Thus enlightened, thus attracted, thus established by the incorporation into herself of the mysteries, wherewith the sacred Liturgy has nourished her, as also by the gifts poured into her by the Holy Ghost, the soul yields herself up, and without any effort, to the impulse of the divine Mover. Virtue has become all the more easy to her, as she aspires, it would almost seem, naturally, to what is most perfect; sacrifices, which used, formerly, to terrify, now delight her; she makes use of this world, as though she used it not (1 Corinthians vii.31) for all true realities, as far as she is concerned, exist beyond this world; in a word, she longs all the more ardently after the eternal possession of the object she loves, as she has been realising even in this life, what the Apostle describes, where he speaks of a creature’s being one spirit with the Lord (1 Corinthians vi. 17) by being united to Him in heart. Such is the result ordinarily produced in the soul by the sweet and healthy influence of the sacred Liturgy. But if it seem to us, that, although we have followed it in its several seasons, we have not, as yet, reached the state of detachment and expectation just described, and that the life of Christ has not, so far, absorbed our own individual life into itself—let us be on our guard against discouragement on that account. The Cycle of the Liturgy, with its rays of light and grace for the soul, is not a phenomenon that occurs only once in the heavens of holy Church; it returns each Year.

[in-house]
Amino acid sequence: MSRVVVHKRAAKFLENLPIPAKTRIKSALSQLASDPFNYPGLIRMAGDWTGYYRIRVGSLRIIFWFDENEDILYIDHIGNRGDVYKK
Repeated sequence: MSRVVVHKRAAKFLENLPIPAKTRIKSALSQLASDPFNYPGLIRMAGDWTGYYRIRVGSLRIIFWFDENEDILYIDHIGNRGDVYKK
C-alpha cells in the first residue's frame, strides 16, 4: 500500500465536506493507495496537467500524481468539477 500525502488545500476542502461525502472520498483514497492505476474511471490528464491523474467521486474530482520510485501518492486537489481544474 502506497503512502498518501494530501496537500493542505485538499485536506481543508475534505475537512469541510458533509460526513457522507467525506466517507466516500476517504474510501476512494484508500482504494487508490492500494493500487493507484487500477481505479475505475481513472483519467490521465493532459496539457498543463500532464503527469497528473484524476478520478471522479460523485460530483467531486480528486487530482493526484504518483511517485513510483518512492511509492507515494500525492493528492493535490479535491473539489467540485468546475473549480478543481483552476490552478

Such is the merciful design of that God, who hath so loved the world, as to give it His Only Begotten Son (John iii. 16); of that God, who came not to judge the world, but that the world may be saved by Him (John iii. 17). Such, we say, is the Design of God; and holy Church is but carrying out that design by putting within our reach the most powerful of all means for leading man to his God, and uniting him to his sovereign Good; she thus testifies the earnestness of her maternal solicitude. The Christian who has not been led to the term we have been describing by the first half of the Cycle, will still meet, in this second, with important aids for the expansion of his faith and the growth of his love. The Holy Ghost, who reigns, in a special manner, over this portion of the Year, will not fail to influence his mind and heart; and, when a fresh Cycle commences, the work thus begun by grace has a new chance for receiving that completeness, which had been retarded by the weakness of human nature.